Wrote Karen Rosenberg in a February 21, 2013 New York Times article, "Viewers catching their first glimpse of 'Miss La La at the Cirque Fernando' will tend to agree with an early Degas biographer who called the painting 'one of his most surprising canvases.'"

More from her story below.

This 1879 picture of an aerialist being raised to the rafters by a rope clenched between her teeth is Degas's only painting of the circus. It's spectacle-driven and suspenseful, in contrast to his more voyeuristic studies of bathers and dancers at the barre. And in contrast to his cafe-concert scenes, it's strangely asocial; it doesn’t give us so much as a glimpse of the audience witnessing the daring act.

But after a close look at the painting, made possible by the Morgan Library's 'Degas, Miss La La, and the Cirque Fernando,' we start to see this canvas as echt Degas. We come to recognize his skeptical eye, his classical perspective on modern entertainment and his attraction (artistic, at least) to women who were both strong and vulnerable.

The show surrounds 'Miss La La' (on loan from the National Gallery in London) with related studies, sketchbooks, circus programs, and other ephemera.

The Cirque Fernando, in Montmartre... was in a category with opera and theater. In contemporary terms, it was more Cirque du Soleil than Ringling Brothers; it had clowns and jugglers and animals, but also acrobats and aerialists like Miss La La, the Prussian-born star of the traveling Troupe Kaira.

Degas... seems to have zeroed in on Miss La La from the first flickers of the painting in his imagination. She appears in his preparatory sketches and pastels much as she does in the finished work, as a single figure dangling in space (looking almost like one of Goya's airborne dancers).

As spectacular as this tooth hoist may look to us, it was not Miss La La's most famous stunt; that involved hanging upside down from a trapeze while supporting a suspended 150-pound cannon with her teeth, holding on even through the force of the canon's blast. One of the Cirque's marquee attractions, she was billed as 'La Femme Canon' (also as 'La Mulatresse-Canon' and 'Black Venus,' names that reflected her mixed-race background).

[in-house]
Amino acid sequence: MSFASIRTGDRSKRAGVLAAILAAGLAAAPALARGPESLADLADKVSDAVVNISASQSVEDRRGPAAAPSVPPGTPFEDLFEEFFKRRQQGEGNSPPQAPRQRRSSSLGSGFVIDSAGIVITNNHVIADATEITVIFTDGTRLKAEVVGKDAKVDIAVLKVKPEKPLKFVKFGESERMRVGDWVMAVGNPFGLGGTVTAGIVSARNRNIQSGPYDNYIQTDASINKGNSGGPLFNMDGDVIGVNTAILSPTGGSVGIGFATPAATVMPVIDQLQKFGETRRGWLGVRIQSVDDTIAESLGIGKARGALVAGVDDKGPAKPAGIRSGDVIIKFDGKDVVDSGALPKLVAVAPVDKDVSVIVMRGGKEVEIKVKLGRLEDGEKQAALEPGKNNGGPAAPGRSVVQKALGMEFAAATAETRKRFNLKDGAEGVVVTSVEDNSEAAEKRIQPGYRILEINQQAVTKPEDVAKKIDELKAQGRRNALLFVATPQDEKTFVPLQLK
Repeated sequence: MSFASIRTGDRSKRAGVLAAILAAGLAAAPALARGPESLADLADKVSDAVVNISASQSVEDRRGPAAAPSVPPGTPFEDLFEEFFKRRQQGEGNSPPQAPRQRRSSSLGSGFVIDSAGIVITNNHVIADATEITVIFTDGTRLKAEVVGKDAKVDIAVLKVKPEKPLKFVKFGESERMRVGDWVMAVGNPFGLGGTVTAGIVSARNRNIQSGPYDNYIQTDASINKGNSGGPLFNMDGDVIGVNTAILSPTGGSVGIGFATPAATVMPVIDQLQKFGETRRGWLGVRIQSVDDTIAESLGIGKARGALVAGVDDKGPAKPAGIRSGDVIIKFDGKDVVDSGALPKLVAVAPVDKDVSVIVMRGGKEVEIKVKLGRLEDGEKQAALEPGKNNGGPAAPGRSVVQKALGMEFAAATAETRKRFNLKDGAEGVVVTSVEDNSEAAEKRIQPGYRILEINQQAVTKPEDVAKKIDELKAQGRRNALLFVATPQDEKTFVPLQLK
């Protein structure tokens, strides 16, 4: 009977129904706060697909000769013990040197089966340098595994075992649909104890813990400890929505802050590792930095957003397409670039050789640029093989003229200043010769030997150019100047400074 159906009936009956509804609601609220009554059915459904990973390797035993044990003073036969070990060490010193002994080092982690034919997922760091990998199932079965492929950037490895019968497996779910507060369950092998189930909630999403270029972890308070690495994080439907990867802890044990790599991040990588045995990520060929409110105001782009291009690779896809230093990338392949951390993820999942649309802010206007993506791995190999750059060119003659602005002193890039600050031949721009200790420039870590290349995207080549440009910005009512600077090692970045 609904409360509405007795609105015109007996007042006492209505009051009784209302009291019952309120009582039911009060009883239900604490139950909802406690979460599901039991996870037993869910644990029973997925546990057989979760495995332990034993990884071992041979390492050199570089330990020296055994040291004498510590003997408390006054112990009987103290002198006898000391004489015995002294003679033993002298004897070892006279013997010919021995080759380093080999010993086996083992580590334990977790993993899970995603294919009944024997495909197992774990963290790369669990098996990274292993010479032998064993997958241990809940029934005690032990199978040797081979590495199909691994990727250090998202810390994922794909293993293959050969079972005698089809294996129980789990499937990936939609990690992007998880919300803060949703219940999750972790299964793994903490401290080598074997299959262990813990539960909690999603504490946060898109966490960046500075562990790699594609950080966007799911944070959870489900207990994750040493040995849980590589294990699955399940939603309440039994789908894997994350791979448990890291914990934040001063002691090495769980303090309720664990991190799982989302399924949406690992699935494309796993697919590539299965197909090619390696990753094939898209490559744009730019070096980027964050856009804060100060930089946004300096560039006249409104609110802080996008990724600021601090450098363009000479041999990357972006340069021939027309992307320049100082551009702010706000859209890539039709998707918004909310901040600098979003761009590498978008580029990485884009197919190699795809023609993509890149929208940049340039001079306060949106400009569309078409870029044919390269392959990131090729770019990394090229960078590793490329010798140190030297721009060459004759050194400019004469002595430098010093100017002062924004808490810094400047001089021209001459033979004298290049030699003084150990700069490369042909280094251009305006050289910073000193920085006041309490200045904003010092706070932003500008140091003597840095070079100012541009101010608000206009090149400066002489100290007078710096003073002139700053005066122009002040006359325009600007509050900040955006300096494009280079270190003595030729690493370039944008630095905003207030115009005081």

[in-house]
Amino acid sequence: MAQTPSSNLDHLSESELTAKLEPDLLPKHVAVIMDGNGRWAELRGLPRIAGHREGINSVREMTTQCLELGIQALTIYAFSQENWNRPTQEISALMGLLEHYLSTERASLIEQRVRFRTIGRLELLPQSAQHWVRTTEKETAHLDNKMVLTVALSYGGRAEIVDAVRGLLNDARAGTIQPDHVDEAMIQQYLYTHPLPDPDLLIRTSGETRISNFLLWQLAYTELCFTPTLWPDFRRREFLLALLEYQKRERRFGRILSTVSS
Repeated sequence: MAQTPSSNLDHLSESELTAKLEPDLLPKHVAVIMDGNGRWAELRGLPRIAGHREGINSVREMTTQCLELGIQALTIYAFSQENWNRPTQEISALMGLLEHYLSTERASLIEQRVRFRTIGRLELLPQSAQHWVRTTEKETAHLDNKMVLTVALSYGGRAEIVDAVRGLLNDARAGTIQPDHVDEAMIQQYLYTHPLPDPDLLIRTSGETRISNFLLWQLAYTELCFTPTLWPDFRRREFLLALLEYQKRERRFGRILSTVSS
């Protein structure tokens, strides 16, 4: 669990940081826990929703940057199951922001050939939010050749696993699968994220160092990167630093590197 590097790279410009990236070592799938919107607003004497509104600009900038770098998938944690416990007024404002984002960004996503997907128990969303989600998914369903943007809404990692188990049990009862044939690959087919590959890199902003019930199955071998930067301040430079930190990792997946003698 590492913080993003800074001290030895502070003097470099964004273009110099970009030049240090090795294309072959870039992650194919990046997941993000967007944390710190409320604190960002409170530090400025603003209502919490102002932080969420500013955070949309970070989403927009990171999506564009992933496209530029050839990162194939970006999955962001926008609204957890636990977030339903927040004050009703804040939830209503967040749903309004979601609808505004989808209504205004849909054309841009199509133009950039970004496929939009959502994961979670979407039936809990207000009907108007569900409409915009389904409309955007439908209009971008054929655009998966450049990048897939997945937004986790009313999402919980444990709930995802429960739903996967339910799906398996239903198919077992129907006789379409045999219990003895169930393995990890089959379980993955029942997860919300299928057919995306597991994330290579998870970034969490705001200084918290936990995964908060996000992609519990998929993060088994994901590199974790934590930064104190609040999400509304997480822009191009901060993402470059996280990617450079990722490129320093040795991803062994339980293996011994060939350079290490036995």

Posters and circus programs show her performing her signature act or, in one case, standing beside the cannon. Degas, it's clear, avoided such props. He made Miss La La appear not just exceptionally strong, but also graceful (with a hint of the awkwardness that characterizes his bathers, who are also shown from strange angles).

One early drawing (not in the show, but reproduced in the catalog) shows her from the front, and it's easy to see why Degas quickly switched to the three-quarters view; it more clearly shows Miss La La distributing her weight, bending her knees and extending her arms in opposite directions, so as to take the pressure off her famous jaw.

That pose also had a compositional benefit...: it echoed the zigzag shape of the trusses along the Cirque's polygonal ceiling. The rendering of those steep trusses vexed Degas; he sketched them repeatedly and eventually hired an architectural draftsman to assist him with the painting. (This certainly explains some of the work’s strangeness, the un-Degas-like severity of the background.)

The show includes several Tiepolo drawings of steeply foreshortened figures seen from below, studies for ceiling paintings; Degas might well have seen these works, or similar ones, on his trips to Italy.

But, crucially, Degas shatters Tiepolo's illusionism. In his painting we see the rope that lifts Miss La La, and even a hint of the dental apparatus in her grip. His fixation on the faithful rendering of the architecture, which would have been recognizable to any Parisian, also implies a desire to ground this magical ascent in a recognizably modern spectacle.

Like Tiepolo's 'St. Dominic,' Degas’s subject rises inexorably toward the heavens. The difference is that Dominic is being borne skyward by three angels, and Miss La La is hanging on by her teeth.

"Degas, Miss La La, and the Cirque Fernando" runs through May 12 at the Morgan Library & Museum, 225 Madison Avenue, at 36th Street; 212-685-0008; themorgan.org.

March 6, 2013 at 12:01 AM | Permalink | Comments (0) | TrackBack